Christopher Jackson has divided his career between the pharmaceutical industry and academia, focussing throughout on the pathophysiology and treatment of cardiovascular disease. He was awarded his Ph.D. degree in 1989 at the University of Cambridge, Cambridge, UK, for work carried out at Cambridge and at Aventis on factors and drugs, particularly antihypertensive agents controlling the behaviour of vascular smooth muscle cells after arterial injury. He extended this work in the laboratory of Michael Reidy at the University of Washington in Seattle, Wash, USA, showing that PDGF and FGF-2 are controlling factors for smooth muscle cell migration and that plasminogen activators form a link between fibrinolysis and arterial repair. After a period in pharmaceutical research at Pfizer and DuPont Merck in the UK and the USA, he returned to academia to head a research group at the Bristol Heart Institute in the University of Bristol, Bristol, UK investigating atherosclerotic plaque rupture. This led to the development of the first animal model of plaque rupture and has shown that a number of proteolytic enzymes are coordinated during plaque rupture and subsequent repair. More recently, they have been investigating links between arterial adaptive remodelling and plaque rupture.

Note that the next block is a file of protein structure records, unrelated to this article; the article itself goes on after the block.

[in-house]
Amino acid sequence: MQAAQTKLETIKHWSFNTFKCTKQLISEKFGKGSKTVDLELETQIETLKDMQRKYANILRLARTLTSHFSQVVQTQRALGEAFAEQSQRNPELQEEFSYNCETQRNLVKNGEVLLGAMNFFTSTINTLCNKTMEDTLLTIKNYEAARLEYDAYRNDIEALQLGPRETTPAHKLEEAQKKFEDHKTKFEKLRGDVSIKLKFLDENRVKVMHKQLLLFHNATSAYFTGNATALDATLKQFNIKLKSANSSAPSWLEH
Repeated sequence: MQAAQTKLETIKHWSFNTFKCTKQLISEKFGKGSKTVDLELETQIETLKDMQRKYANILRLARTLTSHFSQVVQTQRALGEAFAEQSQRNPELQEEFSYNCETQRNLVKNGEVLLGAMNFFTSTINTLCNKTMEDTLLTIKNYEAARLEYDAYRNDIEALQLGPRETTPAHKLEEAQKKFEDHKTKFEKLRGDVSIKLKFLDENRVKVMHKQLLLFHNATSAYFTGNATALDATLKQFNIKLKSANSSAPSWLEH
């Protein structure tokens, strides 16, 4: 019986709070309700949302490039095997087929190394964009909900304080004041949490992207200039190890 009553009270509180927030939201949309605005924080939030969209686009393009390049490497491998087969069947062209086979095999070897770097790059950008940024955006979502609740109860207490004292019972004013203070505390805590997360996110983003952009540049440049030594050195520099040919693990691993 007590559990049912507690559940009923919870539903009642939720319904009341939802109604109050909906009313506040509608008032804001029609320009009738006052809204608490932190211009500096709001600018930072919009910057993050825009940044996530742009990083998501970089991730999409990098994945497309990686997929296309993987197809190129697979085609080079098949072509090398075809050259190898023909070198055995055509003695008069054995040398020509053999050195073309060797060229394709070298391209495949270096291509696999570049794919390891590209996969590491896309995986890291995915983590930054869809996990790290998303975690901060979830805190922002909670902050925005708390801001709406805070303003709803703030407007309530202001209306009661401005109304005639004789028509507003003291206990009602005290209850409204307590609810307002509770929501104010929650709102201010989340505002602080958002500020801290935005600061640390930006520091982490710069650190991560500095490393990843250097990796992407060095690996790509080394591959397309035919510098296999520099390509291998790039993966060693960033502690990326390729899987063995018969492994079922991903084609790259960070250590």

Biography Updated on 12 January 2011